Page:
Mike Flanagan’s “Doctor Sleep” is rife with visual homages to Stanley Kubrick’s 1980 horror classic “The Shining,” of which the source material’s author, Stephen King, has been notoriously, publicly critical. There’s no need to go down that road anymore, but it’s worth mentioning that Flanagan’s new film seems caught between paying ode to King’s novel and its follow-up novel “Doctor Sleep,” and appeasing and servicing fans of Kubrick’s film ready to go back to the Overlook one more time. The recreation of the Overlook Hotel in “Doctor Sleep” — an ambitious set-piece that dominates the film’s last act — plays out almost like a theme park ride for “Shining” fans. The wall of gushing blood! Delbert Grady! Where’d that bartender come from?
Now, Flanagan will be releasing his unfettered version of the Warner Bros. epic sequel, with a director’s cut coming to digital on January 21 and on Blu-ray February 4. The director, who is currently in production on the Netflix series “The Haunting of Bly Manor,” told Collider what to expect.
“There is new material throughout the whole film. Some of it is brand new stuff that was never included in the theatrical cut, and there’s also a handful of extended (or altered) scenes as well. There was never any intention to release this cut theatrically, we always knew it was too long. But we worked on it alongside the theatrical cut throughout post, and it made it a lot easier to make hard decisions in the edit, knowing that some day this cut might see the light of day,” he said.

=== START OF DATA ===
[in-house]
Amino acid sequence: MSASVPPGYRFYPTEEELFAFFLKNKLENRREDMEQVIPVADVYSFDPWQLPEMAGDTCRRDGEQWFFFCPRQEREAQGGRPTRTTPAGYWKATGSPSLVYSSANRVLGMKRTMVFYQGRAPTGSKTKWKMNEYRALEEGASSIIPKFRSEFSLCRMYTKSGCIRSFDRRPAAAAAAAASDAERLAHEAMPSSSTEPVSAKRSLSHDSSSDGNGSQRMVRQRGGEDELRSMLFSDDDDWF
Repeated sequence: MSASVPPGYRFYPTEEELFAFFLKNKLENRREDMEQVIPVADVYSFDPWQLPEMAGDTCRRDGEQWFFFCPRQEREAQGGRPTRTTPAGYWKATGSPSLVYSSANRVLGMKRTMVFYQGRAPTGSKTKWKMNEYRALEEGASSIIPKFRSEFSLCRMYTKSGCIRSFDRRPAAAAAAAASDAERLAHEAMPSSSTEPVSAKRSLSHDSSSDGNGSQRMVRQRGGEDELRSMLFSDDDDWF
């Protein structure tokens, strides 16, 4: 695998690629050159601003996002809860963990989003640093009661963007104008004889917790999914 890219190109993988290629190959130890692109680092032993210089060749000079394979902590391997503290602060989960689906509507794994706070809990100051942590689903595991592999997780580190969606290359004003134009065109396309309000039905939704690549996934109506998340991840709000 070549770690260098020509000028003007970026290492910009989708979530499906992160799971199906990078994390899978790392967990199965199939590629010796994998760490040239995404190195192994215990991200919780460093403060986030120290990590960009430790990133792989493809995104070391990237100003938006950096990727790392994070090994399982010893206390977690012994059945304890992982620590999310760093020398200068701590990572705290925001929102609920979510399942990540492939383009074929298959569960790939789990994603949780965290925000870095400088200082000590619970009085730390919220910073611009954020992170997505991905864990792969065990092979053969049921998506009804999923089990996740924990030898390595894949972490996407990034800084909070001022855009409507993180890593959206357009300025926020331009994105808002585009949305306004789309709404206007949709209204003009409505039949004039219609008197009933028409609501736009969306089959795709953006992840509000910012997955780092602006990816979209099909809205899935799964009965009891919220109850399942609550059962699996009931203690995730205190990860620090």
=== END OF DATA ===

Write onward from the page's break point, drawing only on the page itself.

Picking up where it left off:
“There are some big new scenes, for sure. I don’t want to spoil any of that, but I can say that there is new material throughout (including in the final act at the Overlook). Some of my favorite stuff involved Young Danny and Wendy (there’s some terrific material with Alex Essoe that I’m thrilled is restored here), and will be familiar to fans of the book. There’s also a fair amount of new stuff involving young Abra in the film’s first act, learning about her shine, and how it affects her parents.”
Set in the Overlook as Ewan McGregor’s grown-up Danny faces off against Rose the Hat (Rebecca Ferguson), the final hour of “Doctor Sleep” perhaps too slavishly recreates the 1980 movie’s menacing setting, as obsessively addicted to the details as the many super-fans interviewed in Rodney Ascher’s 2012 documentary “Room 237.” That movie profiled the many ingenious and often crackpot theories viewers have attached to Kubrick’s film, theories that unfold like critical theory term papers written on too much Adderall in the middle of the night. For these devoted viewers, the answers to Kubrick’s riddles are like patterns in the clouds: they’re there if you’re looking. Kubrick’s film offered no easy answers, but instead, a meticulously rendered vision that invites a pathological kind of close reading.
It sounds like this new material should shed light on the movie’s more mysterious elements and take us down the rabbit hole even further, for those who are willing to go there. “Doctor Sleep” bombed at the U.S. box office despite positive reviews, earning just over $31 million, but this visually stunning is worthy of a second look.